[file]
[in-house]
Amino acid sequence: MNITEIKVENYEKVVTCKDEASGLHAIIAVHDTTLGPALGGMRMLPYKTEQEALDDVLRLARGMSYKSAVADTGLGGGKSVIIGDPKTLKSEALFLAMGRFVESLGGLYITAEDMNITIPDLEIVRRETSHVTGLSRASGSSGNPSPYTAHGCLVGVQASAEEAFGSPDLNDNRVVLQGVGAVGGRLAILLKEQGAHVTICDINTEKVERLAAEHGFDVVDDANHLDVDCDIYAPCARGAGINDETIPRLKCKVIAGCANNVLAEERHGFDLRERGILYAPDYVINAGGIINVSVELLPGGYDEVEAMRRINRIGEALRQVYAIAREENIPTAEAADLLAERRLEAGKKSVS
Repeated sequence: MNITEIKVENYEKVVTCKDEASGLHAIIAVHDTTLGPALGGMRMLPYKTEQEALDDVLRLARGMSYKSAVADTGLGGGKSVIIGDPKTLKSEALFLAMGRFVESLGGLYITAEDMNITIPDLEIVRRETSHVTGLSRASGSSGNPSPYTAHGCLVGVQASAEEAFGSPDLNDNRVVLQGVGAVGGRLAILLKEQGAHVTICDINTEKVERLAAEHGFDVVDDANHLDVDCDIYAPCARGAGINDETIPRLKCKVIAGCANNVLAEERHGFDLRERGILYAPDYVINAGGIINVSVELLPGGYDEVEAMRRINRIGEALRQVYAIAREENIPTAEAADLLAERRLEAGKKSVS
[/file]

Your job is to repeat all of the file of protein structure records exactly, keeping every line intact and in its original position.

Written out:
[in-house]
Amino acid sequence: MNITEIKVENYEKVVTCKDEASGLHAIIAVHDTTLGPALGGMRMLPYKTEQEALDDVLRLARGMSYKSAVADTGLGGGKSVIIGDPKTLKSEALFLAMGRFVESLGGLYITAEDMNITIPDLEIVRRETSHVTGLSRASGSSGNPSPYTAHGCLVGVQASAEEAFGSPDLNDNRVVLQGVGAVGGRLAILLKEQGAHVTICDINTEKVERLAAEHGFDVVDDANHLDVDCDIYAPCARGAGINDETIPRLKCKVIAGCANNVLAEERHGFDLRERGILYAPDYVINAGGIINVSVELLPGGYDEVEAMRRINRIGEALRQVYAIAREENIPTAEAADLLAERRLEAGKKSVS
Repeated sequence: MNITEIKVENYEKVVTCKDEASGLHAIIAVHDTTLGPALGGMRMLPYKTEQEALDDVLRLARGMSYKSAVADTGLGGGKSVIIGDPKTLKSEALFLAMGRFVESLGGLYITAEDMNITIPDLEIVRRETSHVTGLSRASGSSGNPSPYTAHGCLVGVQASAEEAFGSPDLNDNRVVLQGVGAVGGRLAILLKEQGAHVTICDINTEKVERLAAEHGFDVVDDANHLDVDCDIYAPCARGAGINDETIPRLKCKVIAGCANNVLAEERHGFDLRERGILYAPDYVINAGGIINVSVELLPGGYDEVEAMRRINRIGEALRQVYAIAREENIPTAEAADLLAERRLEAGKKSVS